Many applications require tube producers to identify and document their tubes by batch, date and sometimes even time stamp for trace-ability. If a tube segment fails at a sub process or worse at the end user, a detailed analysis and root cause investigation follows.

 

audit logs 3

Audit Log Files from Xiris' WeldInspection System

When the original tube production date and time information is available, a helpful tool to identify anomalies is to review the audit log files generated on Xiris’ WeldInspection system.The audit log files are date and time stamped and easily accessible to look for any weld related geometries that may have deviated for a time period during the production run.

Variations may be a change in bead shape/size that can be an indicator of squeeze pressure or weld heat change. With the WeldInspection system monitoring multiple geometrical conditions such as mismatch, bead height, width and potential freeze line, much information can be gained by reviewing the log files and identifying a potential root cause. Additionally if a particular condition has been identified as the potential cause, the audit logs can be utilized to determine for how long that condition existed therefore helping reduce the volume of product that might be quarantined for further evaluation.

 

If you are interested in learning more about how our WeldInspection system can benefit you and your company, please contact us here.

 

Topics: Tube and Pipe welding, WI-2000p, tube, defects, pipe, tubedefects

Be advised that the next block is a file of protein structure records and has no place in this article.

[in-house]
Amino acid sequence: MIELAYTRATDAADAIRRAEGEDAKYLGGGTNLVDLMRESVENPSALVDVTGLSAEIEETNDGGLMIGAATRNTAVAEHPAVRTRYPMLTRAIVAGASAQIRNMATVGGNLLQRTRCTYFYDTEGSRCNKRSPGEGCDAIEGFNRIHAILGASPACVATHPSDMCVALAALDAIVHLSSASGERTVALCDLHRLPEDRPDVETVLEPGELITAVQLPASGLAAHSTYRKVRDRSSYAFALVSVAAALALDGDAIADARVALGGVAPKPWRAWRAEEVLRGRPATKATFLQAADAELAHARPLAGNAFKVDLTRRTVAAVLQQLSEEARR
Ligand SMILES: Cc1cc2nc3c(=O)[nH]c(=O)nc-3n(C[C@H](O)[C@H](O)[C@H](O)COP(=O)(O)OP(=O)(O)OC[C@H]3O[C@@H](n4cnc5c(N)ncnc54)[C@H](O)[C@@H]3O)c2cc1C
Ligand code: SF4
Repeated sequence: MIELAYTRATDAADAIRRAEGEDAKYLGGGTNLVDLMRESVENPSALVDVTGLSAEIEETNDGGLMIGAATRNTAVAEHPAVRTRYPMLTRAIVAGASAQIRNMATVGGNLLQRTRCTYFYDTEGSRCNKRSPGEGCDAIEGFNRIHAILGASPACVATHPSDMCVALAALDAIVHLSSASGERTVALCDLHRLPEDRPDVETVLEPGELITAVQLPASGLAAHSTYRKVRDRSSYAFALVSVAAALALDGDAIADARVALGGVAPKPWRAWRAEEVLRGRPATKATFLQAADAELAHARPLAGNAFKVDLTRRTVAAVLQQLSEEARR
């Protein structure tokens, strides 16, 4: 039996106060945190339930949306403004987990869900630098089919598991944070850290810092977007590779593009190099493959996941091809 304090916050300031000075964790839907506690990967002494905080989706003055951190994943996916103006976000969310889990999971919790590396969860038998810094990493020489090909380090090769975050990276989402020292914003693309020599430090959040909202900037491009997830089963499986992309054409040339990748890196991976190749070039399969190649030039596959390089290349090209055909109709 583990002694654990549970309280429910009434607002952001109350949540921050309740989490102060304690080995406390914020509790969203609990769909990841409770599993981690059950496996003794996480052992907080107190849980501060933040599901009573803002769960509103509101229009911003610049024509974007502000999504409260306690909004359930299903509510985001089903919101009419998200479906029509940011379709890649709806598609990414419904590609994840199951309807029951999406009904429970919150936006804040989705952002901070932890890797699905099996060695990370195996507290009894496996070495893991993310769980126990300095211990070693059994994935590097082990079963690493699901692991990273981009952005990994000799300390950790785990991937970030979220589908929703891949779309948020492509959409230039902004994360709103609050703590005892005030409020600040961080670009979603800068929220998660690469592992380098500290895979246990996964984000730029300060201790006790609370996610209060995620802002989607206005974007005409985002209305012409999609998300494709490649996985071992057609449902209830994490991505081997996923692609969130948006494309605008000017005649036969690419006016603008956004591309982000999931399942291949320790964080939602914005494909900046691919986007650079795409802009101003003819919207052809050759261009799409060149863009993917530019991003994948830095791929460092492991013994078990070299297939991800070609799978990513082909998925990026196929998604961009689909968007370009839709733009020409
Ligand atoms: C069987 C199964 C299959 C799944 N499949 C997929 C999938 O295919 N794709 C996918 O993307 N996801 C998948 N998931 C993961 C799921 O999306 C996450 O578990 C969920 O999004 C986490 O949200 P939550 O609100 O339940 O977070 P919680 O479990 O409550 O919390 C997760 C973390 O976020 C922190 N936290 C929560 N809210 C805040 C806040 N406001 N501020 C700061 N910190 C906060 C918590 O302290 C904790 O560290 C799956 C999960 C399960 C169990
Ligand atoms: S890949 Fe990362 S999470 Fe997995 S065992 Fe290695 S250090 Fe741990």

Xiris Presents at Pipe and Tube Houston

Posted by Leanne Sinclair on Tuesday, September 23, 2014 @ 04:23 PM

This past week, The Tube & Pipe Association (TPA) and the International Tube Association (ITA) coordinated the Pipe and Tube Houston 2014 Conference, where Xiris attended to present its WI2000p Weld Inspection System.  The WI2000p system is used to inspect welded tube and pipe immediately after the weld box for forming and weld defects with the goal of performing process control.  Xiris presented on the WI2000p and how it can detect certain defects found specifically in High Frequency and ERW welded tubing. The conference was attended by several hundred members of the tube and pipe community, as well as a variety of equipment vendors.

describe the imageInteractive Discussion Panel

 




 

 

 

 

 

 

 

 

Xiris also demonstrated the Xiris WI2000p Post Weld Inspection System at the conference’s table top exhibits.  Using actual tube samples from a variety of customers, the WI2000p’s ability to detect a variety of tube weld and forming defects, such as bead height, bead ratio, slope angle, deflection, mismatch, roll, freeze line, scarf width, and undercut.  Detection of all these critical defects was demonstrated as to how the WI2000p can assist operators in controlling their process.  The net result is to help tube and pipe fabricators decrease scrap rates, increase productivity and improve quality of the end product.

For more information about the WI2000p Post Weld Inspection system for tube and pipes, or to learn more about our other products and resources, please visit our website www.xiris.com

Topics: Trade Show, safety, houston, pipe, tube, presentation, defects, conference, exhibit, vendors, fabricators, scrap, productivity

Latest Posts

Follow Me